Category Archives: survivor

Why you should attend Survivor dinners

Laughter. Conversation. Stories. Support. Camaraderie. Good food. A pause in time. Perspective. Gratitude.

That’s what you get when you attend a Breast Cancer Survivor dinner.

We’re all different. We all come from different backgrounds. We all had a different diagnosis. We all chose different treatment plans. We all have different support networks. We all have different recovery paths.

Yet, we are all the same. We have a common bond. We all have shock and trauma in common. We all have hope and healing in common. We all have breast cancer and survivorship in common.

When we come together, all of our differences melt away. We become one. We become Pink Sisters.

I attended my first event in July, prior to my surgery. I wasn’t sure what to expect. I wasn’t sure I’d fit in. I wasn’t sure I’d have anything to talk about with anyone. When I got there I was shocked and pleasantly surprised to see so many local women who had undergone surgery like mine and were doing well. I quickly learned that survivors truly are sisters. All barriers disappeared and we bonded instantly.

Dates, diagnoses and treatment plans are all shared. “I had a single mastectomy 14 years ago, was triple negative and did a mild version of chemo. A year later I had DIEP reconstruction.” And “I had my first lumpectomy when I was 43 followed by radiation. When my cancer came back at 52, I decided to do bilateral mastectomies.” And “I’m a care giver.” And. “My mom had breast cancer. That’s why I’m on the Statesboro Bulloch County Breast Cancer Foundation Board.” And. And. And. Everyone shares. Everyone cares. Everyone is different yet we are all the same.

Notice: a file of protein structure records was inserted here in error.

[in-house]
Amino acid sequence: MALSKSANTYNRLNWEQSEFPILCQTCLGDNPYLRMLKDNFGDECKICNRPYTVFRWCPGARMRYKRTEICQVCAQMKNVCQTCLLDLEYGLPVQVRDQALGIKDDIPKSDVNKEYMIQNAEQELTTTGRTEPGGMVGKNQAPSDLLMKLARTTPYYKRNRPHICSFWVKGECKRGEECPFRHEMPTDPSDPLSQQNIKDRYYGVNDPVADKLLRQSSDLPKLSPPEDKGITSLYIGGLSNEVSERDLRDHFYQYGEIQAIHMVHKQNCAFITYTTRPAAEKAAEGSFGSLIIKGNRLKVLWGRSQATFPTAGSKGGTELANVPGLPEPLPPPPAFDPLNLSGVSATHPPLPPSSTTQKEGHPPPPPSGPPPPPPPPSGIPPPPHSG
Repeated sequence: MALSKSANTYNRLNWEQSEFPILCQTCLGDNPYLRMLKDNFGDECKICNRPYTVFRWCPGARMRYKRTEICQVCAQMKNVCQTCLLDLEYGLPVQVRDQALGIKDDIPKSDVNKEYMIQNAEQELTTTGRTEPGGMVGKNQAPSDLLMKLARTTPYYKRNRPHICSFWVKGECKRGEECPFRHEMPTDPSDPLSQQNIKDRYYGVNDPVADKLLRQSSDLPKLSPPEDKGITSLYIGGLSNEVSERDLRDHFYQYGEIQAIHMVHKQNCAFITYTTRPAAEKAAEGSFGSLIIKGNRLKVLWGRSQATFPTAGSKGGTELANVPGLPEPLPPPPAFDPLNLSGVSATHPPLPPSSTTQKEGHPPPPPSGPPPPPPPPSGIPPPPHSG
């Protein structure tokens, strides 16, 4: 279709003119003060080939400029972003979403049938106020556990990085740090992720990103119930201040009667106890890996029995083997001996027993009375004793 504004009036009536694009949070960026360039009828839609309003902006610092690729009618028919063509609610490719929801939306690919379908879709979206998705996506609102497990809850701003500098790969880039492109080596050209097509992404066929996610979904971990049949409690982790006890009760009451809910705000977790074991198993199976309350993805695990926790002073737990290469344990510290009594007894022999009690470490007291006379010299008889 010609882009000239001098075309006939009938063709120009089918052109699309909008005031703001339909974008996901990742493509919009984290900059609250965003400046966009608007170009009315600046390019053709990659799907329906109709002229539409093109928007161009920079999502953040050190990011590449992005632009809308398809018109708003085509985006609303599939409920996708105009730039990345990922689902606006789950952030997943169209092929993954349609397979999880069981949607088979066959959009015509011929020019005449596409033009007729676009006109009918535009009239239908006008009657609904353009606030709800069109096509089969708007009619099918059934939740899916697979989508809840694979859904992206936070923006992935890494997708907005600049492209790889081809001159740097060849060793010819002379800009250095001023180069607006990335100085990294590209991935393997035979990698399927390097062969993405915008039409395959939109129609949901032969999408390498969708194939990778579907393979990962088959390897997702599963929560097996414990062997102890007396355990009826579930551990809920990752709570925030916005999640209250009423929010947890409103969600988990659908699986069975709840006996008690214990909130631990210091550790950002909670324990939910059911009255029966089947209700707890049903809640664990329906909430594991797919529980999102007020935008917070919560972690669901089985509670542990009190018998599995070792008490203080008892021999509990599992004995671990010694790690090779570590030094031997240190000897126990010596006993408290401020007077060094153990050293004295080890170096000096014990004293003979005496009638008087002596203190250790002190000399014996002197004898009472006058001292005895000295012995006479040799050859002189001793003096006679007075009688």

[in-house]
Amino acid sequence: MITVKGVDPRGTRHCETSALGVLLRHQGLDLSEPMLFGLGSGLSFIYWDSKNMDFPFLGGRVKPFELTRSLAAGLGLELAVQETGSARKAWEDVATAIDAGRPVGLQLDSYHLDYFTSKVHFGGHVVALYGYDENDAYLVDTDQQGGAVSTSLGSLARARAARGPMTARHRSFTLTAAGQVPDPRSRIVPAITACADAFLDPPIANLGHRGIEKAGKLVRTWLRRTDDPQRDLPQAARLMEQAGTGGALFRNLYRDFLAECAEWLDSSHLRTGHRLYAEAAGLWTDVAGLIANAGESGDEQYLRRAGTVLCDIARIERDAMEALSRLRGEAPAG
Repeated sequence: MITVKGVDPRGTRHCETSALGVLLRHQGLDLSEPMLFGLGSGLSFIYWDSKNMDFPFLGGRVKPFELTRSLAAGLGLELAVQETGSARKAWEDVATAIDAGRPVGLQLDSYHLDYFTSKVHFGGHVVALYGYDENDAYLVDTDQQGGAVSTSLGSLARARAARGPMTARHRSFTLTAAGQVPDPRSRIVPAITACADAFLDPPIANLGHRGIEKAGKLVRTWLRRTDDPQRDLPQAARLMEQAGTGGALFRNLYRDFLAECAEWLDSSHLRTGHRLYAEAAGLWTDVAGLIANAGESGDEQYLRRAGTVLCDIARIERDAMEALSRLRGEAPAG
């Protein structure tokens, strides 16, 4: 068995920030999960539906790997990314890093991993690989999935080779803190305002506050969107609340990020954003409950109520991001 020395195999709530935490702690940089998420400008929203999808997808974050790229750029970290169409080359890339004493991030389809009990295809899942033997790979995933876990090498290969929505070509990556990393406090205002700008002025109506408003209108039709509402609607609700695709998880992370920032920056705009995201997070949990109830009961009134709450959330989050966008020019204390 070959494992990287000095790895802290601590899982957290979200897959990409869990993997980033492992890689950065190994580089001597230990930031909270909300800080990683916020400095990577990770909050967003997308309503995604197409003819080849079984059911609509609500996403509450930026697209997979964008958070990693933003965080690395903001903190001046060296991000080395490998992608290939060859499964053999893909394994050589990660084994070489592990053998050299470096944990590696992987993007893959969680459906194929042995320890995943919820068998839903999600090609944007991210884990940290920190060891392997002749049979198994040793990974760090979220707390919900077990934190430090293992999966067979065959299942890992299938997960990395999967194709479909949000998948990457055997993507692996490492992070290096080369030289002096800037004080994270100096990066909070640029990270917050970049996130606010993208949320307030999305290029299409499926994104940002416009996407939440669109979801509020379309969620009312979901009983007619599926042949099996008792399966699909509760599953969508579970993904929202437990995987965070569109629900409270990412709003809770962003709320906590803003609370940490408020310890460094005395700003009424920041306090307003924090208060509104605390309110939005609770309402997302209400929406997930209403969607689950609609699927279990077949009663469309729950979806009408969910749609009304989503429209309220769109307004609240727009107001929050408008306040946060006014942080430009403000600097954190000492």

The following monthly meeting was scheduled for two weeks after my surgery. I wasn’t sure I’d be able to make it, but when the date rolled around, I knew I couldn’t miss the opportunity to get together with women who understood me, who understood how I was feeling and who understood what I was going through at that exact moment. That level of understanding was very reassuring and comforting for me. Again, I arrived nervous and apprehensive and left feeling supported and seen.

Survivor dinners are held at different locations typically on the 2nd Thursday of the month. Contact us for more information.

I do everything in my power to make each one, not for the free dinner, but for the community, the friendships and the relationships. I hope you’ll mark your calendars and join us!

Be strong this week,

Merry Go Round (as delivered at the South Georgia Center for Cancer Care Survivors’ Benefit concert)

My head is down

I’m driven and focused

I’m a mom, a wife, a friend

I am invincible

I sit on committees

I volunteer time

I’m a business owner and employee

I go

My life is hectic.


I schedule a breast screening.



This isn’t possible

I don’t do sick

I don’t have time for cancer

Who will run my business?

Who will walk my dog?

Who will clean my house?

The questions of How? Who? What? swirl


No! It’s not possible

No! Now what?

No! Who is best?

No! What is best?


They all say “It’s your body”

“It’s your decision”

I don’t want to decide

I don’t want cancer

I don’t want this